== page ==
The Complete Stories (Page 218)

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A month has passed now and I can’t get it out of my mind.

My cars talk to one another. I have no doubt about it anymore. It’s as though they’ve gained confidence; as though they’re not bothering to keep it secret anymore. Their engines rattle and knock continuously.

And they don’t talk among themselves only. They talk to the cars and buses that come into the Farm on business. How long have they been doing that?

They must be understood, too. Gellhorn’s bus understood them, for all it hadn’t been on the grounds more than an hour. I can close my eyes and bring back that dash along the highway, with our cars flanking the bus on either side, clacking their motors at it till it understood, stopped, let me out, and ran off with Gellhorn.

Did my cars tell him to kill Gellhorn? Or was that his idea?

Can cars have such ideas? The motor designers say no. But they mean under ordinary conditions. Have they foreseen everything!’

Cars get ill-used, you know.

Some of them enter the Farm and observe. They get told things. They find out that cars exist whose motors are never stopped, whom no one ever drives, whose every need is supplied.

Then maybe they go out and tell others. Maybe the word is spreading quickly. Maybe they’re going to think that the Farm way should be the way all over the world. They don’t understand. You couldn’t expect them to understand about legacies and the whims of rich men.

There are millions of automatobiles on Earth, tens of millions. If the thought gets rooted in them that they’re slaves; that they should do something about it … If they begin to think the way Gellhorn’s bus did. . . .

Maybe it won’t be till after my time. And then they’ll have to keep a few of us to take care of them, won’t they? They wouldn’t kill us all.

And maybe they would. Maybe they wouldn’t understand about how someone would have to care for them. Maybe they won’t wait.

Every morning I wake up and think, Maybe today. . . .

I don’t get as much pleasure out of my cars as I used to. Lately, I notice that I’m even beginning to avoid Sally.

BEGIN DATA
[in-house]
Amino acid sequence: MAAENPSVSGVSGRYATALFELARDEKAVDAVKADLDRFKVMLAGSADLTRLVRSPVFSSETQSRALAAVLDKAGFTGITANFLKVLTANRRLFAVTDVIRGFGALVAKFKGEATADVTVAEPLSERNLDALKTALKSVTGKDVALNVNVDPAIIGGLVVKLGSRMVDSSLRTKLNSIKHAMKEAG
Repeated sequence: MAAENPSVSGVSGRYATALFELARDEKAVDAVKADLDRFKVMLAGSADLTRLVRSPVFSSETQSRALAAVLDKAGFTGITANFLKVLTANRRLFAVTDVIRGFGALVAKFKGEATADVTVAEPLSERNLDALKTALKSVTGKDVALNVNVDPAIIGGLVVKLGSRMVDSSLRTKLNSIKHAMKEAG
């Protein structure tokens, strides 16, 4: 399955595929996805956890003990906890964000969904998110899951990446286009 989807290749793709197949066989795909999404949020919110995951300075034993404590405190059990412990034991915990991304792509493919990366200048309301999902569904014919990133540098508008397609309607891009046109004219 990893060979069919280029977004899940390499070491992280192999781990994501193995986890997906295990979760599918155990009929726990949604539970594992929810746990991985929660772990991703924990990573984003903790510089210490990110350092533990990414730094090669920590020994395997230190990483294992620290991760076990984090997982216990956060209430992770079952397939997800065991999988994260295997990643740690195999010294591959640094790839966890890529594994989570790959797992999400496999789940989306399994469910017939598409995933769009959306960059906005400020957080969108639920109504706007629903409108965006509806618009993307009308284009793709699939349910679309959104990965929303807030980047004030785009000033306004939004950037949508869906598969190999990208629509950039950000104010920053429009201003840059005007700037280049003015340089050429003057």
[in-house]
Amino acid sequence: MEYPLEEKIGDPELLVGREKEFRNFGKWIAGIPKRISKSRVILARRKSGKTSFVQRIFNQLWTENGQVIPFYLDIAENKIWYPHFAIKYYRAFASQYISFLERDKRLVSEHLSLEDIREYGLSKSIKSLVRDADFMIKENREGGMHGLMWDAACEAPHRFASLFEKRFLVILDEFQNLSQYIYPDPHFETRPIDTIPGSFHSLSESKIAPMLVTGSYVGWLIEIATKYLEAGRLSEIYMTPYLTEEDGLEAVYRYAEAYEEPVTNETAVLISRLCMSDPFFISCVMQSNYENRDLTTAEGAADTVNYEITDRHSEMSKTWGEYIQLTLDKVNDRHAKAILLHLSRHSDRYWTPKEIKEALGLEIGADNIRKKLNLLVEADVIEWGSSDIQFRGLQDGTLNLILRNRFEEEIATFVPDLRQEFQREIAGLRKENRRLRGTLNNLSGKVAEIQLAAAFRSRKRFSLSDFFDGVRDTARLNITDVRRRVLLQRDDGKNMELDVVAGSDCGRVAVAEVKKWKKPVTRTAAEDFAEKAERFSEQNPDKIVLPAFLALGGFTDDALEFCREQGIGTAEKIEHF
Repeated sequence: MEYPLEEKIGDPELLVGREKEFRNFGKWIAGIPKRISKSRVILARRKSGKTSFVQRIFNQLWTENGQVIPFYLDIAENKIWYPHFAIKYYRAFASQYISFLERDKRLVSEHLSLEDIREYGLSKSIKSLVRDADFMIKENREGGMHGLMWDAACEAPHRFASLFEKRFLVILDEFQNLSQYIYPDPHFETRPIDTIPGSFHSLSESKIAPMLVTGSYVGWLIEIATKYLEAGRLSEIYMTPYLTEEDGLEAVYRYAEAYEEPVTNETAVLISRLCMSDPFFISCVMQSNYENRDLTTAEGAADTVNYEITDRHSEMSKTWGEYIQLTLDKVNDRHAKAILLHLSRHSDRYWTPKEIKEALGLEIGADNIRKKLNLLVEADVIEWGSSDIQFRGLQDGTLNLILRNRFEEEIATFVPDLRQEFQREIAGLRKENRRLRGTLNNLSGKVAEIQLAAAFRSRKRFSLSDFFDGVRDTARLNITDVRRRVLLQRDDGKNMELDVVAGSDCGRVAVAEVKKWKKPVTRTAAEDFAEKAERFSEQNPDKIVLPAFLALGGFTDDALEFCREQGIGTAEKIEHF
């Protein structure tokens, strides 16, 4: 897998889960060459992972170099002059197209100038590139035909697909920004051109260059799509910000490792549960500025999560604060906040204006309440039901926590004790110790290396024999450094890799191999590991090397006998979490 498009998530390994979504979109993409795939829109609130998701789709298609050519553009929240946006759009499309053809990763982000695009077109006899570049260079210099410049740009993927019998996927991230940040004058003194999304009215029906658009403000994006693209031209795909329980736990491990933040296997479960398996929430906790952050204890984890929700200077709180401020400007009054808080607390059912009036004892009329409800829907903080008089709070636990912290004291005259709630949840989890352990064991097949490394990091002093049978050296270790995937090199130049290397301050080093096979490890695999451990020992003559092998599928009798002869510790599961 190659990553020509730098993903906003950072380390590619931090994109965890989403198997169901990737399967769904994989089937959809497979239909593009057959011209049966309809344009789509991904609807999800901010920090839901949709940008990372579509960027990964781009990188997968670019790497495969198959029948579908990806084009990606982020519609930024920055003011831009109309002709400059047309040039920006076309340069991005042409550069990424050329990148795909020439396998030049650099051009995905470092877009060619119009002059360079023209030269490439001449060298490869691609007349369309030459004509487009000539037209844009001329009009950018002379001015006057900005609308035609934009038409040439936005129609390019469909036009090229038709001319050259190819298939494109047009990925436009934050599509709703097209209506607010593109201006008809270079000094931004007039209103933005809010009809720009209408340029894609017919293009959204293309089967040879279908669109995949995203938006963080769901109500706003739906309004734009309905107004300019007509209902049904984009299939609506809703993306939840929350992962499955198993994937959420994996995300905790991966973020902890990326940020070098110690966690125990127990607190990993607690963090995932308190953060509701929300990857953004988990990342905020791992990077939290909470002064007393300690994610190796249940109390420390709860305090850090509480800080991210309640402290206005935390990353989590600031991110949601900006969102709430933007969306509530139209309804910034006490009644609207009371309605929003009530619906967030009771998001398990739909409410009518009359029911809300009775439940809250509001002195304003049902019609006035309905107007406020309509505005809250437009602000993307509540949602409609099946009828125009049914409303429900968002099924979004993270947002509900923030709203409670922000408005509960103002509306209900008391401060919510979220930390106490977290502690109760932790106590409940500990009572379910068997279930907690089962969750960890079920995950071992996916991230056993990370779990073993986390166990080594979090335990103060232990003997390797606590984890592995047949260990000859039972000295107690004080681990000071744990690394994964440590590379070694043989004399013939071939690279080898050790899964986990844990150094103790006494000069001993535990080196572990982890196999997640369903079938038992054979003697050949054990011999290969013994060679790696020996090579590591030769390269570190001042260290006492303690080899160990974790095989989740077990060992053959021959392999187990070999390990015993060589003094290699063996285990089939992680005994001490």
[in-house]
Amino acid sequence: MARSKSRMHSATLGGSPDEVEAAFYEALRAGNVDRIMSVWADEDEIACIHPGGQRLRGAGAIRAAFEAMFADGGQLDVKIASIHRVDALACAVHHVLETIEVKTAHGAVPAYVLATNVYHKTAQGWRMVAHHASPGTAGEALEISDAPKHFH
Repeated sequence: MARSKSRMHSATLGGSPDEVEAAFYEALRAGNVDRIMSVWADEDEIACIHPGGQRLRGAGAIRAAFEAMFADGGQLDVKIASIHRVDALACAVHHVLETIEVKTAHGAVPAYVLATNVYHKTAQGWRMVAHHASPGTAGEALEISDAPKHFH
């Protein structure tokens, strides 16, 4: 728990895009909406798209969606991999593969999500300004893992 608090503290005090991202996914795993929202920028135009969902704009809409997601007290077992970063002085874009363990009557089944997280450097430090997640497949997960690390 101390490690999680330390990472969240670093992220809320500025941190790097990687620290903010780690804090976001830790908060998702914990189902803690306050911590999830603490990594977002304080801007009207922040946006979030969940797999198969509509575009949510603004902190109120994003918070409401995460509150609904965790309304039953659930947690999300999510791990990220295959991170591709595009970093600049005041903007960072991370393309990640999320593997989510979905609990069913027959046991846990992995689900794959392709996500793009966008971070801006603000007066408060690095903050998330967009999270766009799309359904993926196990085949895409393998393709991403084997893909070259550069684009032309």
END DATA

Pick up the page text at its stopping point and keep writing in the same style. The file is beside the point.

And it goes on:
"Flies!" said Kendell Casey, wearily. He swung his arm. The fly circled, returned and nestled on Casey’s shirt-collar.

From somewhere there sounded the buzzing of a second fly.

Dr. John Polen covered the slight uneasiness of his chin by moving his cigarette quickly to his lips.

He said, "I didn’t expect to meet you, Casey. Or you, Winthrop. Or ought I call you Reverend Winthrop?"

"Ought I call you Professor Polen?" said Winthrop, carefully striking the proper vein of rich-toned friendship.

They were trying to snuggle into the cast-off shell of twenty years back, each of them. Squirming and cramming and not fitting.

Damn, thought Polen fretfully, why do people attend college reunions?

Casey’s hot blue eyes were still filled with the aimless anger of the college sophomore who has discovered intellect, frustration, and the tag-ends of cynical philosophy all at once.

Casey! Bitter man of the campus!

He hadn’t outgrown that. Twenty years later and it was Casey, bitter ex-man of the campus! Polen could see that in the way his finger tips moved aimlessly and in the manner of his spare body.

As for Winthrop? Well, twenty years older, softer, rounder. Skin pinker, eyes milder. Yet no nearer the quiet certainty he would never find. It was all there in the quick smile he never entirely abandoned, as though he feared there would be nothing to take its place, that its absence would turn his face into a smooth and featureless flesh.

Polen was tired of reading the aimless flickering of a muscle’s end; tired of usurping the place of his machines; tired of the too much they told him.

Could they read him as he read them? Could the small restlessness of his own eyes broadcast the fact that he was damp with the disgust that had bred mustily within him?

Damn, thought Polen, why didn’t I stay away?

They stood there, all three, waiting for one another to say something, to flick something from across the gap and bring it, quivering, into the present.

Polen tried it. He said, "Are you still working in chemistry, Casey?"

"In my own way, yes," said Casey, gruffly. "I’m not the scientist you’re considered to be. I do research on insecticides for E. J. Link at Chatham."

Winthrop said, "Are you really? You said you would work on insecticides. Remember, Polen? And with all that, the flies dare still be after you, Casey?"

Casey said, "Can’t get rid of them. I’m the best proving ground in the labs. No compound we’ve made keeps them away when I’m around. Someone once said it was my odor. I attract them."

Polen remembered the someone who had said that.

Winthrop said, "Or else-"

Polen felt it coming. He tensed.

"Or else," said Winthrop, "it’s the curse, you know." His smile intensified to show that he was joking, that he forgave past grudges.

Damn, thought Polen, they haven’t even changed the words. And the past came back.

"Flies," said Casey, swinging his arm, and slapping. "Ever see such a thing? Why don’t they light on you two?"

Johnny Polen laughed at him. He laughed often then. "It’s something in your body odor, Casey. You could be a boon to science. Find out the nature of the odorous chemical, concentrate it, mix it with DDT, and you’ve got the best fly-killer in the world."

"A fine situation. What do I smell like? A lady fly in heat? It’s a shame they have to pick on me when the whole damned world’s a dung heap."

Winthrop frowned and said with a faint flavor of rhetoric, "Beauty is not the only thing, Casey, in the eye of the beholder."

Casey did not deign a direct response. He said to Polen, "You know what Winthrop told me yesterday? He said those damned flies were the curse of Beelzebub."

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